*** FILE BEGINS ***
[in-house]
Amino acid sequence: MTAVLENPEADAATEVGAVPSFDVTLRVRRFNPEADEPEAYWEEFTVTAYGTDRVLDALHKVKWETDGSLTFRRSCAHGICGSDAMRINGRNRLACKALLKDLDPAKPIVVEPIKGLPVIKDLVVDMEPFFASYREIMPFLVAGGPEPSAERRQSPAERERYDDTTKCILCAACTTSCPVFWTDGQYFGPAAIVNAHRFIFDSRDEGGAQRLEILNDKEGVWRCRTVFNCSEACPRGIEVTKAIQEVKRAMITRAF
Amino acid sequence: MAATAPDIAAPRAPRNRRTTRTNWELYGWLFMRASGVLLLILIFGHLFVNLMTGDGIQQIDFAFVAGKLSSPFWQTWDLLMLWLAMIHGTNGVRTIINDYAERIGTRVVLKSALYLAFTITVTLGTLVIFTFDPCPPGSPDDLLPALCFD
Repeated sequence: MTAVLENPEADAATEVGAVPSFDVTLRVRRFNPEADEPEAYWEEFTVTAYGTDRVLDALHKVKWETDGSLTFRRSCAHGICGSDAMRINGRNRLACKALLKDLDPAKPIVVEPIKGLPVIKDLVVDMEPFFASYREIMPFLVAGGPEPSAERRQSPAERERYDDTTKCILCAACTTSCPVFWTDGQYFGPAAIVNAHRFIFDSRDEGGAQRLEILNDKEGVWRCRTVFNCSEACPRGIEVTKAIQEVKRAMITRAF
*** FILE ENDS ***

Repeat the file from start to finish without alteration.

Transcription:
[in-house]
Amino acid sequence: MTAVLENPEADAATEVGAVPSFDVTLRVRRFNPEADEPEAYWEEFTVTAYGTDRVLDALHKVKWETDGSLTFRRSCAHGICGSDAMRINGRNRLACKALLKDLDPAKPIVVEPIKGLPVIKDLVVDMEPFFASYREIMPFLVAGGPEPSAERRQSPAERERYDDTTKCILCAACTTSCPVFWTDGQYFGPAAIVNAHRFIFDSRDEGGAQRLEILNDKEGVWRCRTVFNCSEACPRGIEVTKAIQEVKRAMITRAF
Amino acid sequence: MAATAPDIAAPRAPRNRRTTRTNWELYGWLFMRASGVLLLILIFGHLFVNLMTGDGIQQIDFAFVAGKLSSPFWQTWDLLMLWLAMIHGTNGVRTIINDYAERIGTRVVLKSALYLAFTITVTLGTLVIFTFDPCPPGSPDDLLPALCFD
Repeated sequence: MTAVLENPEADAATEVGAVPSFDVTLRVRRFNPEADEPEAYWEEFTVTAYGTDRVLDALHKVKWETDGSLTFRRSCAHGICGSDAMRINGRNRLACKALLKDLDPAKPIVVEPIKGLPVIKDLVVDMEPFFASYREIMPFLVAGGPEPSAERRQSPAERERYDDTTKCILCAACTTSCPVFWTDGQYFGPAAIVNAHRFIFDSRDEGGAQRLEILNDKEGVWRCRTVFNCSEACPRGIEVTKAIQEVKRAMITRAF